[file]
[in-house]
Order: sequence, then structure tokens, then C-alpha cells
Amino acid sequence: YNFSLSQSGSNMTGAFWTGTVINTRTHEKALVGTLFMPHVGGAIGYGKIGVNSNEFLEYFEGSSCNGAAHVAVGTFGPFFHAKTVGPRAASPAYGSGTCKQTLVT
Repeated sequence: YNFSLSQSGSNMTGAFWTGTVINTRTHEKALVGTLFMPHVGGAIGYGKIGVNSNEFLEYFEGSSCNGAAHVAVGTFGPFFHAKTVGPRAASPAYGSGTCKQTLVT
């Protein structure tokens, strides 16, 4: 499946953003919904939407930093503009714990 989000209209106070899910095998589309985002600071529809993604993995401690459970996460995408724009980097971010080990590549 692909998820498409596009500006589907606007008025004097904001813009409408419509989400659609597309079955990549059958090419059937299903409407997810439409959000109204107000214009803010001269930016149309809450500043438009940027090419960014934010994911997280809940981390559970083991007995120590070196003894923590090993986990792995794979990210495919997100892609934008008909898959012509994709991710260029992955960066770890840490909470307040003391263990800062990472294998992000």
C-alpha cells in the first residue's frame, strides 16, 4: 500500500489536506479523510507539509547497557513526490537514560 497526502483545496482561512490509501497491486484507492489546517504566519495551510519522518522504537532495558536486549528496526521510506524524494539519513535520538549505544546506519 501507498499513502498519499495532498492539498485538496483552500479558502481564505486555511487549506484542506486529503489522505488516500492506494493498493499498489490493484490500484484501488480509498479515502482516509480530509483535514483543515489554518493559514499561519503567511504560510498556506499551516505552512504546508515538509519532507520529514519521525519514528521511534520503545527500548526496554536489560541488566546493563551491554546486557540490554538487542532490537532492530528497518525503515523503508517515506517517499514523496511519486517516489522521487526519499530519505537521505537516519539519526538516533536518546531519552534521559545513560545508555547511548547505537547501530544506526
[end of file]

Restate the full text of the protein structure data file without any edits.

[in-house]
Order: sequence, then structure tokens, then C-alpha cells
Amino acid sequence: YNFSLSQSGSNMTGAFWTGTVINTRTHEKALVGTLFMPHVGGAIGYGKIGVNSNEFLEYFEGSSCNGAAHVAVGTFGPFFHAKTVGPRAASPAYGSGTCKQTLVT
Repeated sequence: YNFSLSQSGSNMTGAFWTGTVINTRTHEKALVGTLFMPHVGGAIGYGKIGVNSNEFLEYFEGSSCNGAAHVAVGTFGPFFHAKTVGPRAASPAYGSGTCKQTLVT
């Protein structure tokens, strides 16, 4: 499946953003919904939407930093503009714990 989000209209106070899910095998589309985002600071529809993604993995401690459970996460995408724009980097971010080990590549 692909998820498409596009500006589907606007008025004097904001813009409408419509989400659609597309079955990549059958090419059937299903409407997810439409959000109204107000214009803010001269930016149309809450500043438009940027090419960014934010994911997280809940981390559970083991007995120590070196003894923590090993986990792995794979990210495919997100892609934008008909898959012509994709991710260029992955960066770890840490909470307040003391263990800062990472294998992000």
C-alpha cells in the first residue's frame, strides 16, 4: 500500500489536506479523510507539509547497557513526490537514560 497526502483545496482561512490509501497491486484507492489546517504566519495551510519522518522504537532495558536486549528496526521510506524524494539519513535520538549505544546506519 501507498499513502498519499495532498492539498485538496483552500479558502481564505486555511487549506484542506486529503489522505488516500492506494493498493499498489490493484490500484484501488480509498479515502482516509480530509483535514483543515489554518493559514499561519503567511504560510498556506499551516505552512504546508515538509519532507520529514519521525519514528521511534520503545527500548526496554536489560541488566546493563551491554546486557540490554538487542532490537532492530528497518525503515523503508517515506517517499514523496511519486517516489522521487526519499530519505537521505537516519539519526538516533536518546531519552534521559545513560545508555547511548547505537547501530544506526